January 31, 2012
Today marks the one year anniversary of Startup America. To mark the occasion, there are 14 different regional events happening, the first being a Startup Virginia early breakfast meeting with Steve Case and Aneesh Chopra, and more, which is happening right down the street in Arlington, Virginia (we attended).
Other events will include a startup fair in Iowa, the launch of Startup Maryland, Vermont and Missouri, an idea summit for Startup DC, a fireside chat in Boston for Startup Massachusetts, anniversary events for Startup Illinois and Startup Florida, and more.
While for some of these states or regions, participation in Startup America will be more symbolic than anything else, the partnership has encouraged real grassroots action and engaged with many large companies that can help smaller companies along the way.
Perhaps most importantly, President Obama, Chairman Steve Case and other high-profile supporters have used the platform to encourage Congress to pass legislation aimed at jumpstarting more startups and high-potential small businesses in an effort to create jobs and grow the economy.
Part of Obama’s 2013 budget proposal, the legislation would enable new tax breaks, crowd funding opportunities and allow for high-skill immigration. Despite the hostile political environment in this election year, the package is expected to have bipartisan support, as it includes proposals in the Senate by Democrat Chris Coons of Delaware and Republican Marco Rubio of Florida (the AGREE Act), and another plan by Republican Jerry Moran of Kansas and Democrat Mark Warner of Virginia (the Startup Act), which was heavily based on research produced or funded by the Ewing Marion Kauffman Foundation that found that companies less than five years old were responsible for nearly all of the net jobs created in the United States between 1980 and 2005.
White House officials say President Barack Obama will call on Congress on Tuesday to pass legislation that, among other measures, would eliminate tax rates on capital gains for investments in small businesses and extend for a year the ability of all businesses to immediately deduct all of the costs of equipment and software purchases.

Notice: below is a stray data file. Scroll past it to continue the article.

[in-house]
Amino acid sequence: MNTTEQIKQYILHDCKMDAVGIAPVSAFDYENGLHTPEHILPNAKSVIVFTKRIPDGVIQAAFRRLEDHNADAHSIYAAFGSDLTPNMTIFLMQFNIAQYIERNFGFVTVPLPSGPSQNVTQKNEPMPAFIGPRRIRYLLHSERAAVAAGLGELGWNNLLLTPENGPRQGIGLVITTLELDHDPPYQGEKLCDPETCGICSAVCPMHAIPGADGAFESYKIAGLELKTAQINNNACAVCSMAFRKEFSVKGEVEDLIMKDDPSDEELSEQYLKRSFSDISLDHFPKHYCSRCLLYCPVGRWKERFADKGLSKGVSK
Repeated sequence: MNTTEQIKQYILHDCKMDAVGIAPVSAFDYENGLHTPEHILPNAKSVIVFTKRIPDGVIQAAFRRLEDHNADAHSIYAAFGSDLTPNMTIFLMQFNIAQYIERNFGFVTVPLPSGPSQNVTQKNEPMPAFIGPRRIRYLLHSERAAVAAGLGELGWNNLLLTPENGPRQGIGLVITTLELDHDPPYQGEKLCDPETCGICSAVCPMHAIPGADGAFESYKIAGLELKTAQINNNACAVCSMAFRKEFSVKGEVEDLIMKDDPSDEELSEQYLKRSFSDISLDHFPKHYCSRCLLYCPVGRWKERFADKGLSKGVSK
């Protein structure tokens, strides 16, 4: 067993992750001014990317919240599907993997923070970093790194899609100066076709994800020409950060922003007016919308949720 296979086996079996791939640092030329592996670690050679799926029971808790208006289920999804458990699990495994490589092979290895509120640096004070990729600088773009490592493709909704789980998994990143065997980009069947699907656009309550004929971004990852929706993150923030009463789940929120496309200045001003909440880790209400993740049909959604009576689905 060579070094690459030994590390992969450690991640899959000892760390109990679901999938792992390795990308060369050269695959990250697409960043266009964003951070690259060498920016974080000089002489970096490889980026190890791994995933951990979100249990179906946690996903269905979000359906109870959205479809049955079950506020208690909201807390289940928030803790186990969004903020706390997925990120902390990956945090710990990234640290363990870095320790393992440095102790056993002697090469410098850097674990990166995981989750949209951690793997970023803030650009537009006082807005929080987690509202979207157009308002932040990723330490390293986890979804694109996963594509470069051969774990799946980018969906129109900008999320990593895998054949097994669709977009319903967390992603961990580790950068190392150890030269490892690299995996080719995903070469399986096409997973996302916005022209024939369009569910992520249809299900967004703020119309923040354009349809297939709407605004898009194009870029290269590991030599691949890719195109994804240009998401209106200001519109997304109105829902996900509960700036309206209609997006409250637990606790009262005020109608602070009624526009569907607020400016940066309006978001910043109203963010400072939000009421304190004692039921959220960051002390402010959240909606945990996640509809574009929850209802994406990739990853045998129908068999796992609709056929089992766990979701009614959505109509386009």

If enacted, The AGREE Act and the Startup Act could do the following:
- 10 percent tax credit for small business that add jobs or increase wages in 2012
- Provide a three year extension of 100 percent bonus depreciation for the full cost of qualified investments such as equipment and property.
- Provide a three year extension of Section 179 expensing levels for small businesses.
- Provide a three year extension of eliminated taxes on certain small business stock.
- Extend the Research & Development tax credit until 2013, increase the Alternative Simplified Credit (ASC) from 14 percent to 20 percent, and makes the ASC permanent.
- Establish an enhanced research credit for domestic manufacturers to encourage job creation at home.
- Provide veterans with a tax credit equal to 25% of the fee associated with starting a franchise up to $100,000.
- Provide a five-year exemption from Section 404(b) of Sarbanes-Oxley for the first five years of a company going public, or for those below $250 million in total gross revenue (whichever comes first).
- Eliminate the per-country numerical limitation for employment-based immigrant visas and adjusts the limitations on family based visa petitions from 7% per country to 15%.
- Protect intellectual property by clarifying the Trade Secrets Act, and making it explicitly clear that it is not a crime for federal officials, in the performance of their duties, to share information about suspected infringing products with the right holder of a trademarked good.
- Allow for entrepreneur visas and green cards with diplomas for STEM degrees
- Facilitate early stage financing of startups (Capital Gaines tax exemptions for long held startup investments, tax incentives for startup operating capital)
- Facilitate access to public markets
- Shareholders of companies with market cap below $1billion would be “opt-in” under Sarbanes Oxley Act
- Differential patent fees to reduce the patent backlog
- Licensing freedom for academic innovators
- Automatic 10 year sunsets for all major rules
- Assessments of state/local startup and business policies
“The president has made small businesses and particularly startups a key aspect of his economic growth agenda because he understands how much the newest and fastest-growing small businesses drive job growth in our economy,” said Gene Sperling, director of the White House National Economic Council.
Tech Cocktail is proud to be a part of the launch of Startup DC and are excited to see how this partnership can make a difference in the DC area and around the country. If you are an entrepreneur or run a startup you can go here to become a Startup America member.
Watch Scott Case, CEO of Startup America, and President Obama talk about the Startup America Partnership.
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